Technology is playing a major role in helping Haitians to better govern themselves in camp environments and to help the most vulnerable of the population rise up against violence, speakers said.
In Haiti, gender-based violence is a major problem, according to panelist Emily Jacobi, co-director of Digital Democracy. By working directly with women on these issues, Jacobi’s group has empowered them to take on more of a leadership role in the camps so that violence can be stemmed. Through the creation of digital maps to track incidents of violent crime in the camps as well as through blogs to help women connect through their shared experiences, Digital Democracy has worked with different groups within Haiti to harness technology so that their voices can be heard.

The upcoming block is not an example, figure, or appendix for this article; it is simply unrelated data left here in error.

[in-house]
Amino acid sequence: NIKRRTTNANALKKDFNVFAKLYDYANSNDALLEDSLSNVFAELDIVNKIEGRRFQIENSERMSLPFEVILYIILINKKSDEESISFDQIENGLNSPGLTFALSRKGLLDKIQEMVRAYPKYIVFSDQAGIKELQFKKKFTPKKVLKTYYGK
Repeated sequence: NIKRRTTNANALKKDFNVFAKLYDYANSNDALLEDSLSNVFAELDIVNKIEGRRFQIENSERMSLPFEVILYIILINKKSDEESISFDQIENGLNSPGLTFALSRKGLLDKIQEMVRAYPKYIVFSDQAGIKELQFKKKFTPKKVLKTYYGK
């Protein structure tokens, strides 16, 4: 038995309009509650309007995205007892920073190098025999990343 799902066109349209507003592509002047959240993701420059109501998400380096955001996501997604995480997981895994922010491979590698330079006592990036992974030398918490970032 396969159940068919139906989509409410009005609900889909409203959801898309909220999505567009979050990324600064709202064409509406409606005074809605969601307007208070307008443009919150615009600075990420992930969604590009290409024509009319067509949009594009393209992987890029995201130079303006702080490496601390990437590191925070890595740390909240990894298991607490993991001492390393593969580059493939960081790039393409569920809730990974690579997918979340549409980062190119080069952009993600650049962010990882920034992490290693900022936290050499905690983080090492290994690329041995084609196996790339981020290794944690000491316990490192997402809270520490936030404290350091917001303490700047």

Although science and technology have made a significant difference in the lives of Haitians since the earthquake, efforts need to be made to transfer the scientific knowledge and technological know-how to Haitian people themselves. Fritz Deshommes, the vice rector for research at the State University of Haiti, expressed concern that long-term prospects for Haiti may suffer if more attention is not paid to science—specifically as it relates to human rights.
Deshommes cautioned that if Haiti does not train its own scientists to continue the post-quake work, the country will not be able to take advantage of the opportunity to build anew after aid organizations leave.
“It’s important to remember that scientific deficiencies and a lack of resources largely explain the extent of the damage experienced at the time of the earthquake,” Deshommes said. It is crucial that science continue play a role in supporting human rights as Haiti is rebuilt, he continued, so that the country can earn the world’s respect.
Cheryl Toksoz 27 January 2011